I currently dont have any timer function, its just connected to a honeywell dial thermostat. The boiler is plugged into a normal switched plug socket on the wall. From what i have so far read, i gather this is not technically OK, but is safe enough (the plug is right next to the boiler, and the socket will not ever be used for anything else, i live on a houseboat and the boiler is down in the engine room). I have not lived here long but i know that it has been like this many years, and the boiler is always serviced yearly, so presumably the engineer doesn't have a problem (although i will ask him next timer he comes of course). So my question is, could i put some kind of electrical timer into the plug socket so that i can turn the boiler on/off at set intervals. As long as its rated at the very least 5A (from the data sheet) would it be an issue electrically? On the other hand, would cutting the power on / off, especially cutting it off whilst the boiler is running cause the boiler any harm?
In the main no, most boilers need to cool down before being switched off, they are OK with an odd power cut, but not regular switching off. Normal is to use a programmable thermostat today, so boiler not switched off completely it will maintain a back ground heat to stop freezing, the old idea was a programmer which was in real terms a time switch, and two thermostats one for room temperature and other to stop freezing.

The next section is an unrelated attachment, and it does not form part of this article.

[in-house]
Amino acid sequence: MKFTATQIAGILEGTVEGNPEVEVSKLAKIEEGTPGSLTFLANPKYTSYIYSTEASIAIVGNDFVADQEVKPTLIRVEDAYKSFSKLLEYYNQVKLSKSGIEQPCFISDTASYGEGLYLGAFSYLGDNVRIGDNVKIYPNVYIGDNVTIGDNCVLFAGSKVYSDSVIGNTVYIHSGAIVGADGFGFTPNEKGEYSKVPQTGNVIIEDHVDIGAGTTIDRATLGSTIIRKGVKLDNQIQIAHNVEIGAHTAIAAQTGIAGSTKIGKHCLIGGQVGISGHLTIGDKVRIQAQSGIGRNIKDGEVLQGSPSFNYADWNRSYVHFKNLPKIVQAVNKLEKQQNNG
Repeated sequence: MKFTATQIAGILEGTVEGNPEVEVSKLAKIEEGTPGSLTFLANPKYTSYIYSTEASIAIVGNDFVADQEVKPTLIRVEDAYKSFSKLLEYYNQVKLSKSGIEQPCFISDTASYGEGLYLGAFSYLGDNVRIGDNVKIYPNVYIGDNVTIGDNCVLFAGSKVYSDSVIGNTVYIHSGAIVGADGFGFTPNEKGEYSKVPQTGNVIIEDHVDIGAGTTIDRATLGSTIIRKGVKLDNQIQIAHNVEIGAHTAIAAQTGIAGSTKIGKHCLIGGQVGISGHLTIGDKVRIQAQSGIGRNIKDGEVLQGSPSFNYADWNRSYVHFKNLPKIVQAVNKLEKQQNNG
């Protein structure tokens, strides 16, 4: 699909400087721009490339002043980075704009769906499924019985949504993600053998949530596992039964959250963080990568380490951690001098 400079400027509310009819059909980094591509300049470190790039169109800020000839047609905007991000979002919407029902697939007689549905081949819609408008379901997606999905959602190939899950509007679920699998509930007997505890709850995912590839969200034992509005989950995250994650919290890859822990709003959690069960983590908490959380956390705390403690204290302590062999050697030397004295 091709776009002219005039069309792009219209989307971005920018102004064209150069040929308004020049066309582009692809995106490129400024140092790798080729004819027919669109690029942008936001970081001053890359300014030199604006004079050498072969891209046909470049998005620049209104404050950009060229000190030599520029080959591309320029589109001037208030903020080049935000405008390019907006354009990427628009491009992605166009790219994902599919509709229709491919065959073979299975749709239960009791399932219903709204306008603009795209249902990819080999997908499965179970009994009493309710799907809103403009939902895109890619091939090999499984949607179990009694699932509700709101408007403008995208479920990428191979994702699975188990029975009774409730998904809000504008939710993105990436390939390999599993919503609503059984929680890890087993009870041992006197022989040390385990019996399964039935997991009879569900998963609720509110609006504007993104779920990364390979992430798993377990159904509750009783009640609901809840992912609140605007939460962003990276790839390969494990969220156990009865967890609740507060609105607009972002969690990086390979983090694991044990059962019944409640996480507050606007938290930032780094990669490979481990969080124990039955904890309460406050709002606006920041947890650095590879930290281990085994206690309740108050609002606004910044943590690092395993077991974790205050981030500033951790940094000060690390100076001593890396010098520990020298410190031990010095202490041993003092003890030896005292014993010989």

The rules for houses do not extend to boats, so boilers do not have to comply with energy saving rules, often there are heat exchangers so both engine cooling water and the boiler heat the boat and domestic hot water, and often there is a large hot water tank.
So the boiler heats water tank as and when required, and water tank heats boat, so boiler, engine, and solid fuel stove all heat the domestic water, and pumps are doubled up for safety, and 12 or 24 volt direct from battery so lost of mains supply will not over heat water.
I have only worked on a narrow boat, and there are some special rules, most houses, caravans etc can have a vent to allow heavy flue gasses to escape, but clearly with a boat that vent would cause boat to sink. So the gas fridges used in caravans, can't be used with a boat.
Some times you need extractor fans with flaps and micro switches to auto switch off boiler should fan fail. Seem to remember the The Recreational Craft Directive, Directive 94/25/EC on recreational craft, as amended by Directive 2003/44/EC, is a European Union directive which sets out minimum technical, safety and environmental standards for the trade of boats, personal watercraft, marine engines and components in Europe controls what you can and can't do.
Since I don't work on boats any more, not sure what the RCD says as far as house boats go, or even if it covers house boats.
Thanks for your very detailed answer - i will give the idea a miss then. I actually have a programmer but i just have not had it installed yet and was looking for a short term fix, but ill not risk it.
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